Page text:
Letter to future self

Dear Future Self

Do not open until 2033

May 2023

Dear me,

Success is not the key to happiness. Happiness is the key to success. If you love what you’re doing, you will be successful.

I hope you’re doing well and proud of all your achievements. I’m writing this letter to remind you of the things that mean the most to you, your values and beliefs and to help you put things into perspective. You have been through so many challenges in life which have made you strong, resilient and determined and you genuinely should be proud of the experiences you’ve had. One of my friends Andy said to me once, ‘You’re going to meet so many people in your life and on your travels and you’ll leave a footprint on the heart of everyone you meet’. 

Present Leonora has been reflecting a lot recently about the last 10 years, but in particularly the last 3 since qualifying as a nurse and felt I couldn’t write about my hopes and dreams for the future without acknowledging what’s brought me to where I am now. I’ve always known I wanted to be a nurse, but during secondary school I came to realise that I didn’t want to go straight to university after school. That’s the direction it felt everyone was pushing me towards and everything was heavily focused on academia rather than soft skills or life experiences. I remember one of my teachers telling me in sixth form to stop doing everything I was doing outside of school to focus on my A-levels, which I chose to disregard. Admittedly I had a part time job waitressing in the evenings, I volunteered for DASH playschemes during Easter and Summer holidays and I regularly would attend events to provide first aid cover as a St John Ambulance Cymru volunteer. These experiences however have made me a better person and nurse as a result so I have no regrets. I actually wonder if my teachers and peers from school could see me now, what would they think? When I was in sixth form, I was nominated to be 1 of 4 cadets to represent St John Cymru Wales at an International Youth Festival in New Zealand. This opportunity changed my life, my priorities and my perception on life and the world, igniting a spark within me. I finished my A-Levels and worked hard to save money to go travelling.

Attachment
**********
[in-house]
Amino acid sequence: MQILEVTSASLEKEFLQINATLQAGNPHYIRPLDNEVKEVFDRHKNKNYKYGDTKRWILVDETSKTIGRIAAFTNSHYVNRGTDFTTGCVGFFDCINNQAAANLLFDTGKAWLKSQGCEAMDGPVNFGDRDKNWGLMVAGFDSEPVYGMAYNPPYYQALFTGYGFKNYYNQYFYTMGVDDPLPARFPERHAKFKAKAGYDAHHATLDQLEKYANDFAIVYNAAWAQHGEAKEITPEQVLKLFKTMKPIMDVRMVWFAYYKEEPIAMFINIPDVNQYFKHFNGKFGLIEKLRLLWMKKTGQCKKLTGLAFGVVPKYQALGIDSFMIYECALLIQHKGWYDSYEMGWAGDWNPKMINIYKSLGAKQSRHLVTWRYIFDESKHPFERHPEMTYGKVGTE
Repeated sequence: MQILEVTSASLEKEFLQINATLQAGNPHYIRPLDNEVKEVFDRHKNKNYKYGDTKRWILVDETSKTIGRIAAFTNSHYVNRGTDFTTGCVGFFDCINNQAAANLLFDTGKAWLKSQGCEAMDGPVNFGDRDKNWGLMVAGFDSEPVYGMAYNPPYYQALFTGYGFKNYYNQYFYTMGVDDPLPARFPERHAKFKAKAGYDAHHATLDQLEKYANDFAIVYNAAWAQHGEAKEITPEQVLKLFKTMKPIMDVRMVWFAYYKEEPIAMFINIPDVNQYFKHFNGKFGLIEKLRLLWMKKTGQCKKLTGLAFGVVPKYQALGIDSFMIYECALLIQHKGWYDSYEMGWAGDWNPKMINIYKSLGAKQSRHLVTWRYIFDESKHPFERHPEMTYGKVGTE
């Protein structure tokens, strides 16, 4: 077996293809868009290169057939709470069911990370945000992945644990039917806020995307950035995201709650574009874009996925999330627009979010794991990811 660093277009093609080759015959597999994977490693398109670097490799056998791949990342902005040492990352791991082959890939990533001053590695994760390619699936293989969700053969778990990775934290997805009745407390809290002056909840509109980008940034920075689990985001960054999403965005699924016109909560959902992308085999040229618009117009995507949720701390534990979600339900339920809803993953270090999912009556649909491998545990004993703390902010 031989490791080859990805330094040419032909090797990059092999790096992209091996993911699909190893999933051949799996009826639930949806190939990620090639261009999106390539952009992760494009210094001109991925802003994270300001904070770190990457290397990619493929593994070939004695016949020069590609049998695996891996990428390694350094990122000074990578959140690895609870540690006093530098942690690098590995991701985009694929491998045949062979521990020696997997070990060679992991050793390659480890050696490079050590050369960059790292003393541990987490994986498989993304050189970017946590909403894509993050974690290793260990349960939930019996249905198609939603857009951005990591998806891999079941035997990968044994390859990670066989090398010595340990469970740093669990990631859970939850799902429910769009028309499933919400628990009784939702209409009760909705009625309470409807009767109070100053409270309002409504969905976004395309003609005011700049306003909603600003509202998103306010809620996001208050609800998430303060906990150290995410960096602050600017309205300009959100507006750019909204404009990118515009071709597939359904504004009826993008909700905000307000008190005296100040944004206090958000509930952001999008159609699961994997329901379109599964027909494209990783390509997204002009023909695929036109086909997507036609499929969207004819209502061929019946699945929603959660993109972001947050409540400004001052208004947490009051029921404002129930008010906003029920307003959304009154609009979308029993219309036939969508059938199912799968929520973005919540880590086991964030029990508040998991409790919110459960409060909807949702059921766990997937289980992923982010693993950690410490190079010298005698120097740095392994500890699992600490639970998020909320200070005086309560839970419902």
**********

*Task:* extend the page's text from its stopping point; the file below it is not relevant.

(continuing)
I worked as a care assistant providing domiciliary care, as a personal assistant looking after severely disabled siblings, worked for DASH playschemes and respite weekends, ran training sessions and provided first aid cover for St John Ambulance Cymru and cared for a fiercely independent 95-year-old lady called Margaret.